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An Interview with Bernadene High-Coleman

Conducted by Maria Robbins
December, 2002

From Louisiana to Los Angles, Bernadene High-Coleman kept Mama Rose, deep within her heart. Mama Rose, in that southern rural style, told the stories, passed down through the generation’s women in her family. Stories so rich and vivid, that MAMA ROSE became Bernadene Coleman’s first novel. A story that could only be told by her . . .

FF: Who first told you the story about your great grandparents?

Bernadene: “The story of Rose and Mr. Ford was one I grew up with. The nuts and bolts of the story, were supplied by Rose, during my summer visits with her. The rest was filled in by my various aunts and uncles.”

FF: What made you decide to become a writer?

Bernadene:”Words have always captivated my attention. I always used the language to solve my problems. I love writing about the beauty and troubles of the world. Trouble was probably too strong a word to use at that point. But there are so many -what seems like simple problems people face every day, i.e., losses of a mate, loss of a job, lack of recognition/acceptance, lack of peace, illness, growing old, making choices, etc., etc.”
“I knew that my first novel could only be told by me . . . My mother was an orphaned child, who was partially raised by her grandmother, Mama Rose. When she married and left the farm for city life, she sent her children back to spend their summers on the farm with her. I am next to the eldest of those children. The elder sister was never involved in those random conversations. The others are too young to remember and/or would never research and pry the remaining ancestors like I did to get the information to record it. When I started this story, it was intended as a family memoir. At the suggestion from a writing instructor, I turned it into a novel.”

FF: How has growing up in a southern rural area influenced you writing, both you novels, and your poetry?

Bernadene:”It gave me an appreciation of nature and the beauty of a plain and simple life style . . . the pain and the joy, the failures and successes, the working together and the richness of rural living and the special love among the people.”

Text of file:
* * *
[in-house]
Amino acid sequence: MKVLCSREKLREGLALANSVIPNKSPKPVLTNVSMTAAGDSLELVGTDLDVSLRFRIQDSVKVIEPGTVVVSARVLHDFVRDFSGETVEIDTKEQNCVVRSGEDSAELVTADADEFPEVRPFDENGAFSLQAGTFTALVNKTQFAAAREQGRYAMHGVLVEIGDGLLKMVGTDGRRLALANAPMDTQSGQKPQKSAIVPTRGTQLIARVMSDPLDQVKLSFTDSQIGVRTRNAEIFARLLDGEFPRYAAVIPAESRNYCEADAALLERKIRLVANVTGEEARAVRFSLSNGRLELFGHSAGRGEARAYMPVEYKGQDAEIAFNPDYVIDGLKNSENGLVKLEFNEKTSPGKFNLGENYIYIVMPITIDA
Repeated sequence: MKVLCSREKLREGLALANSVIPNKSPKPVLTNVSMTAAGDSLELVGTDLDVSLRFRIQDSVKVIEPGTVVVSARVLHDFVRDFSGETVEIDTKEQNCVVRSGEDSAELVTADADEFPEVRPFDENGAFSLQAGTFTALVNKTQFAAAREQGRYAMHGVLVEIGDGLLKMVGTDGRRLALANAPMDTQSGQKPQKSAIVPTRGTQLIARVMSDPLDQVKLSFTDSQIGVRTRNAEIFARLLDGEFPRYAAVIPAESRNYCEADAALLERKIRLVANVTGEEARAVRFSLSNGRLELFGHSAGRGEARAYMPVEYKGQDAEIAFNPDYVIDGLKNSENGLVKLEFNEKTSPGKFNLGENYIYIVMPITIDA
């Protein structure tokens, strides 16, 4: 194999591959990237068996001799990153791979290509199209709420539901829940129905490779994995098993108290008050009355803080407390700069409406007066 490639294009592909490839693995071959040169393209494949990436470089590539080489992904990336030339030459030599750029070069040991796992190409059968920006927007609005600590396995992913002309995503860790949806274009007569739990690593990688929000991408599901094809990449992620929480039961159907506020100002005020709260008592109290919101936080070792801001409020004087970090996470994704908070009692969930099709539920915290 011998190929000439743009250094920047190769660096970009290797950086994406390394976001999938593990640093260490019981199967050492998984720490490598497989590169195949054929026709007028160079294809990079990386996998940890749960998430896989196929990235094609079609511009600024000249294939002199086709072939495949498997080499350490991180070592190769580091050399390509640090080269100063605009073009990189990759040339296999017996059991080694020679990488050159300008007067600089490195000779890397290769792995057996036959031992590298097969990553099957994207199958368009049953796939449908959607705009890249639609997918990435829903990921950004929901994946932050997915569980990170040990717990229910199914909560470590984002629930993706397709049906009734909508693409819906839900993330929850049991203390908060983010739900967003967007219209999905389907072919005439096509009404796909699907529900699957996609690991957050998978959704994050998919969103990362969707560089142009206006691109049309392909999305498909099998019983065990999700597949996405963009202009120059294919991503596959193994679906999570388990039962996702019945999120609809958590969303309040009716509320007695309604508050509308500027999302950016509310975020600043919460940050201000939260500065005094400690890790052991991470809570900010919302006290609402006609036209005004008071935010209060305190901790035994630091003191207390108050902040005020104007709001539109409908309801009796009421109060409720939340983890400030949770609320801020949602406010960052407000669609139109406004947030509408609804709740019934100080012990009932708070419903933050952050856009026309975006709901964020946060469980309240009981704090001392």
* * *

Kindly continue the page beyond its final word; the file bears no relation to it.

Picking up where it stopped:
FF: What would be the difference between MAMA ROSE, and your other works, I LEAVE YOU IN MY DREAMS, LISTEN MY CHILDREN and BEYOND GRIEF?

Bernadene:”The big difference is the time period. MAMA ROSE took place following the Civil War. I LEAVE YOU IN MY DREAMS took place in the decade of the 40’s, during the Second World War. Both eras represent significant period in African American History. MAMA ROSE tells how blacks survived following slavery. I LEAVE YOU IN MY DREAMS details simple truths about that survival more than fifty years later.”

FF: How difficult was it to get MAMA ROSE published?

Bernadene:”I have been told that I didn’t try hard and long enough before I made the decision to publish it myself. . . ”

FF: What was it like for you, going to Washington, D.C. to read your Novel MAMA ROSE?

Bernadene:”The Library of Congress is my favorite building in Washington, D.C. That decision was made years before I thought of writing. Consequently, to be invited there to read was awesome . . . like a dream I never dared to dream.”

FF: Who are your favorite authors?

Bernadene:”Tina Ansa, Margaret Walker, Alice Walker, Zora N. Hurston, Alex Haley; just to name a few.”

FF: How would you describe your poetry?

Bernadene:”It is like painting word pictures and giving texture to everyday life. For me it is a creative process of examining various styles and processes of verbal expression. I try to use the power of words to capture the full range of sensory expression.”

FF: What do you like most about writing poetry?

Bernadene:”I am fascinated by the fact that you can tell a whole story in just a few simple verses. I love the manner in which poetry flows and the way you can get caught up in it.”

FF: Many writers describe writing as nearly painful and laborious, how do you describe writing?

Bernadene:” . . . writing is a release of emotions and expressions. I love to bring the unconscious mind details of living and surviving . . .and [sic] chronicle little details that shaped our lives that most people have blocked out of their memory.”

FF: What is your writing schedule like?

Bernadene:”I write at night when all around me is quiet. I try to match writing with reading.”

FF: What do you dislike about writing?

Bernadene:”The time spent rewriting. I have never learned/practiced writing it all down and then rewriting. I rewrite after almost every page ( a terrible waste of time).”

FF: What writing genre do you enjoy writing most?

Bernadene: “Historical fiction based on fact with I call faction.”

FF: What advice would you have for inspiring writers?

Bernadene:”To study their craft and understand the process of writing. Also, to identify their audience and not to expect to find a publisher easily; therefore, acquire the best marketing skills available.”

MAMA ROSE is not the typical African- American novel–the breaking of black and white societal rules captures some of the forbidden truths of black/white relationships in history.

An excerpt of MAMA ROSE, along with some of her poetry and other works. Be sure to visit her website: http://www.mamarose.com/mainframe.htm. . . It has been our pleasure getting to know you Bernadene, thank you.

Copyright © 2002 by Maria Robbins

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